Don't Text and Drive - It's the Law

June 5, 2013 | Category: Automobile Accidents | Share

Girl driving while textingFlorida joined 38 states and the District of Columbia with a ban on texting while driving when Governor Rick Scott signed the legislation on Tuesday, May 28.  The law, effective October 1, 2013, allows motorists to be ticketed for texting while driving if they are pulled over for other traffic offenses.

At the signing ceremony Governor Scott said, "This is going to save lives.  This is going to make sure our teenagers are safe while driving, that they're not distracted while driving."

Michele Harris, Director of Traffic Safety Culture for AAA (American Automobile Association) said, "It's a good first step, but we have a lot more work that needs to be done on distracted driving."

Consumer Report June 2013 "The danger in the next lane" reports that the December 2012 Consumer Reports National Research Center survey of adult drivers found that state bans do help reduce driver distraction even though the number of deaths related to distracted driving is edging up.  71 percent of the 1,003 surveyed said they had either stopped or reduced texting, had used a handheld phone, or had operated a smart phone while driving in the previous year.  More than half of the respondents said they did so because of state laws, up 44 percent from their previous survey two years ago.

The National Highway Traffic Safety Administration (NHTSA) reports that in 2011,  387,000 people were injured in crashes involving distracted drivers. They further report that at any moment during the daylight hours about 660,000, 5 percent of U.S. drivers, are using cell phones or other electronic devices.  Fatality estimates for the first nine months of 2012 show a 7 percent increase, the largest jump since the mid '70s.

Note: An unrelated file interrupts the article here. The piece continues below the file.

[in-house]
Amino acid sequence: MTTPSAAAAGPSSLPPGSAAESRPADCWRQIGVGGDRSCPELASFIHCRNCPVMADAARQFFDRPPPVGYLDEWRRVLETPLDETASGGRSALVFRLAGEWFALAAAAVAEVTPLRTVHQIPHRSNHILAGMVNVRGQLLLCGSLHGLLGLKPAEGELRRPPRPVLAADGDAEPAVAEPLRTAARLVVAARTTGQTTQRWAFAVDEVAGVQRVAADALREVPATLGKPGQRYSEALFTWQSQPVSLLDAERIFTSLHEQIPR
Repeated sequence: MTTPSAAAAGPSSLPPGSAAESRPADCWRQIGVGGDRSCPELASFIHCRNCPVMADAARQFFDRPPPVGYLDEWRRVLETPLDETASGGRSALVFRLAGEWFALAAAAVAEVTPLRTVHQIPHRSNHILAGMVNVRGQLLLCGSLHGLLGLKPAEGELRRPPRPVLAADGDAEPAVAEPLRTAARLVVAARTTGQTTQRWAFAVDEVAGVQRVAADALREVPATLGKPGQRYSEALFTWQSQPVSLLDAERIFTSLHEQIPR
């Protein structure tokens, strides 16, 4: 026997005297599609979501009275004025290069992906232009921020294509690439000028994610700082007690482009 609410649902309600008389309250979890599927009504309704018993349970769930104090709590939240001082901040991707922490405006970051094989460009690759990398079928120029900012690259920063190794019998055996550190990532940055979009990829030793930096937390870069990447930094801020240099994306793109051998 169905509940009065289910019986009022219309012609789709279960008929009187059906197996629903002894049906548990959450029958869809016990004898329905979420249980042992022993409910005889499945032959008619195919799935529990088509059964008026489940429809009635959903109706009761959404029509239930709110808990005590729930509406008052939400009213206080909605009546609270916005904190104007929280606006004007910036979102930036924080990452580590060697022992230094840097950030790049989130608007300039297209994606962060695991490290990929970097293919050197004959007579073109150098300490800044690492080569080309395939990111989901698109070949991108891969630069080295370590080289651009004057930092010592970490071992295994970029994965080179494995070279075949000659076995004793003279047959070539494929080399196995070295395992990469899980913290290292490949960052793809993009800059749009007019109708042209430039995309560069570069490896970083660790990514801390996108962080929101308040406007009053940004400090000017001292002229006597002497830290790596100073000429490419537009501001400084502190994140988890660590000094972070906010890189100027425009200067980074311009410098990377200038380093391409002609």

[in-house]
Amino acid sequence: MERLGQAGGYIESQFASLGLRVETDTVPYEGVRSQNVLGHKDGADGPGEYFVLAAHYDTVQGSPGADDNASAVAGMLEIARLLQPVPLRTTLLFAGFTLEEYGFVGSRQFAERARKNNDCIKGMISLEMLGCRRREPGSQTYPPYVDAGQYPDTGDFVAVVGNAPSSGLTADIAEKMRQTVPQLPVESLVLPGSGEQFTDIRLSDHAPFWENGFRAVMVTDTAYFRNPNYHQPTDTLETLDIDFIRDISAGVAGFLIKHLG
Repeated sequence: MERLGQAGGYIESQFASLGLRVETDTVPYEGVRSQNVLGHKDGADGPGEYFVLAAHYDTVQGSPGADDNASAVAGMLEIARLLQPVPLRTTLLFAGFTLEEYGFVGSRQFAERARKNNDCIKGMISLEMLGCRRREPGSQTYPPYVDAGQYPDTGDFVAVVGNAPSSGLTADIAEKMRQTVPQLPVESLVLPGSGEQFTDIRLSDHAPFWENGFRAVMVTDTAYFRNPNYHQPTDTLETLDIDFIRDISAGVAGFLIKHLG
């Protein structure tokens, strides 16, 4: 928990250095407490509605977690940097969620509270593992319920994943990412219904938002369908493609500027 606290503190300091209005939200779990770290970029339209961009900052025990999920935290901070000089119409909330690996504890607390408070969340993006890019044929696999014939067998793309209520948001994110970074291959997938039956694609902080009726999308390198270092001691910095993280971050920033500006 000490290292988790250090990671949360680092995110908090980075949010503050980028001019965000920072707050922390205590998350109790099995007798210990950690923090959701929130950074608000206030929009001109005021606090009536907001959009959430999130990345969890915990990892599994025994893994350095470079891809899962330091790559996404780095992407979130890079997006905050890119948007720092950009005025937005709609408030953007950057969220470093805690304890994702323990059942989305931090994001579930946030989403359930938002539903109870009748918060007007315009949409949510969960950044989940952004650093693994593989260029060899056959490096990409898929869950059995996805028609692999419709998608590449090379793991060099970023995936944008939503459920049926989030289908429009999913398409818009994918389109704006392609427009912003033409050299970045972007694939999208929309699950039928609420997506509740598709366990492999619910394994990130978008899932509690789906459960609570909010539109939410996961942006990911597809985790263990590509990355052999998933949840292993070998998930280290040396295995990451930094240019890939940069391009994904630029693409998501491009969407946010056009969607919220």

Since distracted driving is the leading cause of many vehicle crashes and cell phone use and texting are two of the most common distractions, the Governors Highway Safety Association recommends that all drivers not use cell phones or other electronic devices while driving, regardless of state laws.

Fort Myers Vehicle Accident Attorney, Randall Spivey of the Spivey Law Firm, Personal Injury Attorneys, P.A. recommends, "Vehicle drivers need to stop distracted driving behaviors now, not wait for the new law to take effect. Accidents caused by distracted drivers can change lives forever."

Fort Myers Personal Injury Lawyer,  Randall L. Spivey is a Board Certified Civil Trial Attorney – the highest recognition for competence bestowed by the Florida Bar and a distinction earned by less than 2 percent of Florida attorneys. He has handled over 1,600 personal injury and wrongful death cases throughout Florida. For a free and confidential consultation to discuss your legal rights, contact the Spivey Law Firm, Personal Injury Attorneys, P.A., in Lee County at  239. 337.7483 or toll free at 1.888.477.4839, or by email to Randall@SpiveyLaw.com.  Visit SpiveyLaw.com  for more information. You can contact Spivey Law Firm, Personal Injury Attorneys, P.A. in Charlotte County at 941.764.7748 and in Collier County 239.793.7748.

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